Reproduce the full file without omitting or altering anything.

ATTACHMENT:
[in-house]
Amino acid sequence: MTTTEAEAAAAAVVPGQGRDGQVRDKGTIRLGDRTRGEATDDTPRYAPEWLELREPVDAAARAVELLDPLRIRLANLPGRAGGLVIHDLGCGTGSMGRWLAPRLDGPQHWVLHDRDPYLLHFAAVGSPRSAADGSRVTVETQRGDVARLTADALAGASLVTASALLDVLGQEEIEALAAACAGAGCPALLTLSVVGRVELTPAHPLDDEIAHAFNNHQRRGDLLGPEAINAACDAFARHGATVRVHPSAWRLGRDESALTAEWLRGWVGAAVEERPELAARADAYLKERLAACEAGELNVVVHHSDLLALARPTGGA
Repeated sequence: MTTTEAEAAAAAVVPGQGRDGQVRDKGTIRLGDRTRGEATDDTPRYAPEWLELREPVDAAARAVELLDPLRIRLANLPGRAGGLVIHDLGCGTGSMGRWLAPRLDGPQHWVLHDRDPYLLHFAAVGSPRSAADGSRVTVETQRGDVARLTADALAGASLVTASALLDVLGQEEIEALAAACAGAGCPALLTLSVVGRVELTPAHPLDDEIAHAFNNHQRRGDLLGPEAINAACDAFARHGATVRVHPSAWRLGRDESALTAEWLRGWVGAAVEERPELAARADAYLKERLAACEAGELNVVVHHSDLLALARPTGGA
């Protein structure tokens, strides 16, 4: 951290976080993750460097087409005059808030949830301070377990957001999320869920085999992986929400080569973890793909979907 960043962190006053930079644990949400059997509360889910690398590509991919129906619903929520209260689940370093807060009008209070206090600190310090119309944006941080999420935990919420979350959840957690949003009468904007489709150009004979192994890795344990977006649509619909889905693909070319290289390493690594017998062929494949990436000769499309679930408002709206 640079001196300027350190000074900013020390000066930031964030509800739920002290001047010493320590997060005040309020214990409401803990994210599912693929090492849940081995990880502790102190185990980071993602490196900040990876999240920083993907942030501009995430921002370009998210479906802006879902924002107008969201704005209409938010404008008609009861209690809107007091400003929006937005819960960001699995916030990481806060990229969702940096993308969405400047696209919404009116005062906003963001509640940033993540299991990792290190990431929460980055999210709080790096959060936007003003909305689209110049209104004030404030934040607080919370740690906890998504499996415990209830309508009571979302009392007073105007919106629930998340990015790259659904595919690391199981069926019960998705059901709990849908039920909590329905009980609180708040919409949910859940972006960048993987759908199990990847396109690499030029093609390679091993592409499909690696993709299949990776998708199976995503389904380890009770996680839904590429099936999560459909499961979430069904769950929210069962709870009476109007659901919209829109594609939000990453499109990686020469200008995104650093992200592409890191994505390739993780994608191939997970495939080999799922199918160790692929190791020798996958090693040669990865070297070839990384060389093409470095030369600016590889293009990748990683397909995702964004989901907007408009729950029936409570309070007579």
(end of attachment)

[in-house]
Amino acid sequence: MTTTEAEAAAAAVVPGQGRDGQVRDKGTIRLGDRTRGEATDDTPRYAPEWLELREPVDAAARAVELLDPLRIRLANLPGRAGGLVIHDLGCGTGSMGRWLAPRLDGPQHWVLHDRDPYLLHFAAVGSPRSAADGSRVTVETQRGDVARLTADALAGASLVTASALLDVLGQEEIEALAAACAGAGCPALLTLSVVGRVELTPAHPLDDEIAHAFNNHQRRGDLLGPEAINAACDAFARHGATVRVHPSAWRLGRDESALTAEWLRGWVGAAVEERPELAARADAYLKERLAACEAGELNVVVHHSDLLALARPTGGA
Repeated sequence: MTTTEAEAAAAAVVPGQGRDGQVRDKGTIRLGDRTRGEATDDTPRYAPEWLELREPVDAAARAVELLDPLRIRLANLPGRAGGLVIHDLGCGTGSMGRWLAPRLDGPQHWVLHDRDPYLLHFAAVGSPRSAADGSRVTVETQRGDVARLTADALAGASLVTASALLDVLGQEEIEALAAACAGAGCPALLTLSVVGRVELTPAHPLDDEIAHAFNNHQRRGDLLGPEAINAACDAFARHGATVRVHPSAWRLGRDESALTAEWLRGWVGAAVEERPELAARADAYLKERLAACEAGELNVVVHHSDLLALARPTGGA
């Protein structure tokens, strides 16, 4: 951290976080993750460097087409005059808030949830301070377990957001999320869920085999992986929400080569973890793909979907 960043962190006053930079644990949400059997509360889910690398590509991919129906619903929520209260689940370093807060009008209070206090600190310090119309944006941080999420935990919420979350959840957690949003009468904007489709150009004979192994890795344990977006649509619909889905693909070319290289390493690594017998062929494949990436000769499309679930408002709206 640079001196300027350190000074900013020390000066930031964030509800739920002290001047010493320590997060005040309020214990409401803990994210599912693929090492849940081995990880502790102190185990980071993602490196900040990876999240920083993907942030501009995430921002370009998210479906802006879902924002107008969201704005209409938010404008008609009861209690809107007091400003929006937005819960960001699995916030990481806060990229969702940096993308969405400047696209919404009116005062906003963001509640940033993540299991990792290190990431929460980055999210709080790096959060936007003003909305689209110049209104004030404030934040607080919370740690906890998504499996415990209830309508009571979302009392007073105007919106629930998340990015790259659904595919690391199981069926019960998705059901709990849908039920909590329905009980609180708040919409949910859940972006960048993987759908199990990847396109690499030029093609390679091993592409499909690696993709299949990776998708199976995503389904380890009770996680839904590429099936999560459909499961979430069904769950929210069962709870009476109007659901919209829109594609939000990453499109990686020469200008995104650093992200592409890191994505390739993780994608191939997970495939080999799922199918160790692929190791020798996958090693040669990865070297070839990384060389093409470095030369600016590889293009990748990683397909995702964004989901907007408009729950029936409570309070007579």